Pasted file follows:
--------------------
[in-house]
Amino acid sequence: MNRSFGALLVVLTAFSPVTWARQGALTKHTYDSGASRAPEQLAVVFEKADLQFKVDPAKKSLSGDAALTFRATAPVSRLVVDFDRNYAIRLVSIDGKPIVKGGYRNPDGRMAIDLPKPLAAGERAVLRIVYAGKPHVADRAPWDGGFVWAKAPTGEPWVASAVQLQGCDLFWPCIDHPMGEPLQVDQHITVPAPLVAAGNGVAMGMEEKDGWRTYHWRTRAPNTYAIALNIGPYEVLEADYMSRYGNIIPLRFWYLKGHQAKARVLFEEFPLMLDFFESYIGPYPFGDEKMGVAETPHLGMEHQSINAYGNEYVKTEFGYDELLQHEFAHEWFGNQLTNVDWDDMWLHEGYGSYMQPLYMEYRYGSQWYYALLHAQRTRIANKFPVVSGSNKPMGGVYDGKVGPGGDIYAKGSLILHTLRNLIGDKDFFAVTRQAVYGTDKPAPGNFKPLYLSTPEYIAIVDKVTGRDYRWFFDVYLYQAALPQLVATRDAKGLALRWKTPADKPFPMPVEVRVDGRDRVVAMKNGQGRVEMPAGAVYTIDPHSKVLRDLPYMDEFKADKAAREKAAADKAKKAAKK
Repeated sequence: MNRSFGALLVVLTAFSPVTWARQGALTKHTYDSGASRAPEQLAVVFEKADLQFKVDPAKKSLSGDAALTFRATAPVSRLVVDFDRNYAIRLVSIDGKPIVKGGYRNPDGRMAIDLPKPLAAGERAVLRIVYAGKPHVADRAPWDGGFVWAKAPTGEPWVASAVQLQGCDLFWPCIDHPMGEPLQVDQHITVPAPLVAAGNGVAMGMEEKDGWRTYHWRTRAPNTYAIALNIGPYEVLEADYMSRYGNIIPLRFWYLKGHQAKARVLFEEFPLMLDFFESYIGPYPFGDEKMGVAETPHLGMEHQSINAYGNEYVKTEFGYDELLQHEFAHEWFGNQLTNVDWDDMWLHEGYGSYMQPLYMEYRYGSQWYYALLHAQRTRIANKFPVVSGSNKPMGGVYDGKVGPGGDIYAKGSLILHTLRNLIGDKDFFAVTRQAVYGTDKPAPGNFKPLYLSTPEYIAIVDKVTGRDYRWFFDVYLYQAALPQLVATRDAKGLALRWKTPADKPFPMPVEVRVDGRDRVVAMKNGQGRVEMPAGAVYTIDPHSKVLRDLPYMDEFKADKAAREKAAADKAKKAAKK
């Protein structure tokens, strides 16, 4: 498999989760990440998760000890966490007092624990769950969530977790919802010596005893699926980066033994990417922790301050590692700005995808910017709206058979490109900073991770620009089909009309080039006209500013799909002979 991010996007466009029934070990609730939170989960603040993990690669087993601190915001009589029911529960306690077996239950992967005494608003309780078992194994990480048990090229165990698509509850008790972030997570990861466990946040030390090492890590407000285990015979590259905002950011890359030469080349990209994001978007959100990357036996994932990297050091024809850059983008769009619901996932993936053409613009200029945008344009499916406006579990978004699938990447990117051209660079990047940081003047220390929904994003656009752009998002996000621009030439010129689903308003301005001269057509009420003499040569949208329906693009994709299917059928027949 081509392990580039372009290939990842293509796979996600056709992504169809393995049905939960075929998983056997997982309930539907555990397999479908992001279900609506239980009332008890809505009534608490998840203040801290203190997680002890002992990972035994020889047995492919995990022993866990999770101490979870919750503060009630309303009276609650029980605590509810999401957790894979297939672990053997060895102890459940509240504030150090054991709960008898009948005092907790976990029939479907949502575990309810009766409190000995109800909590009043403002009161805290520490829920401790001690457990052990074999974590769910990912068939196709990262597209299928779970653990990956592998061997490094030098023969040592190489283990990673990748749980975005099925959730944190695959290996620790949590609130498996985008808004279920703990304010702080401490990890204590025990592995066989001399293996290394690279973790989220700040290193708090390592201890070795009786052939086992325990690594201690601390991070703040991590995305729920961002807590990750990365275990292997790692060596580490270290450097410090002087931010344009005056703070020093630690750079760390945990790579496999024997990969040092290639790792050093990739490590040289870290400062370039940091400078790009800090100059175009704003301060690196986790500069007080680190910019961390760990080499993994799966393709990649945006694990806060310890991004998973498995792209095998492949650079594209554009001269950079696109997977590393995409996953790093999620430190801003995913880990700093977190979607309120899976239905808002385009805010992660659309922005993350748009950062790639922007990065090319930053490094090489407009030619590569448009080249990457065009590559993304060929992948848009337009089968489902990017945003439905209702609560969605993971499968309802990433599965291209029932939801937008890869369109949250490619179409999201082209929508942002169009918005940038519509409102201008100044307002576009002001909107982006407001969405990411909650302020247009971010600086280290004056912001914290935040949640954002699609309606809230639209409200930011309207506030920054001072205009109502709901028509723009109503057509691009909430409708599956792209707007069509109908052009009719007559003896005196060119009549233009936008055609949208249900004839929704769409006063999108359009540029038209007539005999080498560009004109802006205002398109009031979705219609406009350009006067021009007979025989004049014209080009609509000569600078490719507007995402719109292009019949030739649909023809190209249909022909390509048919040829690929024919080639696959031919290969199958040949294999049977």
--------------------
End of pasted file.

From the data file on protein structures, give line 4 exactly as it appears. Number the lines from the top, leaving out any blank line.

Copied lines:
């Protein structure tokens, strides 16, 4: 498999989760990440998760000890966490007092624990769950969530977790919802010596005893699926980066033994990417922790301050590692700005995808910017709206058979490109900073991770620009089909009309080039006209500013799909002979 991010996007466009029934070990609730939170989960603040993990690669087993601190915001009589029911529960306690077996239950992967005494608003309780078992194994990480048990090229165990698509509850008790972030997570990861466990946040030390090492890590407000285990015979590259905002950011890359030469080349990209994001978007959100990357036996994932990297050091024809850059983008769009619901996932993936053409613009200029945008344009499916406006579990978004699938990447990117051209660079990047940081003047220390929904994003656009752009998002996000621009030439010129689903308003301005001269057509009420003499040569949208329906693009994709299917059928027949 081509392990580039372009290939990842293509796979996600056709992504169809393995049905939960075929998983056997997982309930539907555990397999479908992001279900609506239980009332008890809505009534608490998840203040801290203190997680002890002992990972035994020889047995492919995990022993866990999770101490979870919750503060009630309303009276609650029980605590509810999401957790894979297939672990053997060895102890459940509240504030150090054991709960008898009948005092907790976990029939479907949502575990309810009766409190000995109800909590009043403002009161805290520490829920401790001690457990052990074999974590769910990912068939196709990262597209299928779970653990990956592998061997490094030098023969040592190489283990990673990748749980975005099925959730944190695959290996620790949590609130498996985008808004279920703990304010702080401490990890204590025990592995066989001399293996290394690279973790989220700040290193708090390592201890070795009786052939086992325990690594201690601390991070703040991590995305729920961002807590990750990365275990292997790692060596580490270290450097410090002087931010344009005056703070020093630690750079760390945990790579496999024997990969040092290639790792050093990739490590040289870290400062370039940091400078790009800090100059175009704003301060690196986790500069007080680190910019961390760990080499993994799966393709990649945006694990806060310890991004998973498995792209095998492949650079594209554009001269950079696109997977590393995409996953790093999620430190801003995913880990700093977190979607309120899976239905808002385009805010992660659309922005993350748009950062790639922007990065090319930053490094090489407009030619590569448009080249990457065009590559993304060929992948848009337009089968489902990017945003439905209702609560969605993971499968309802990433599965291209029932939801937008890869369109949250490619179409999201082209929508942002169009918005940038519509409102201008100044307002576009002001909107982006407001969405990411909650302020247009971010600086280290004056912001914290935040949640954002699609309606809230639209409200930011309207506030920054001072205009109502709901028509723009109503057509691009909430409708599956792209707007069509109908052009009719007559003896005196060119009549233009936008055609949208249900004839929704769409006063999108359009540029038209007539005999080498560009004109802006205002398109009031979705219609406009350009006067021009007979025989004049014209080009609509000569600078490719507007995402719109292009019949030739649909023809190209249909022909390509048919040829690929024919080639696959031919290969199958040949294999049977």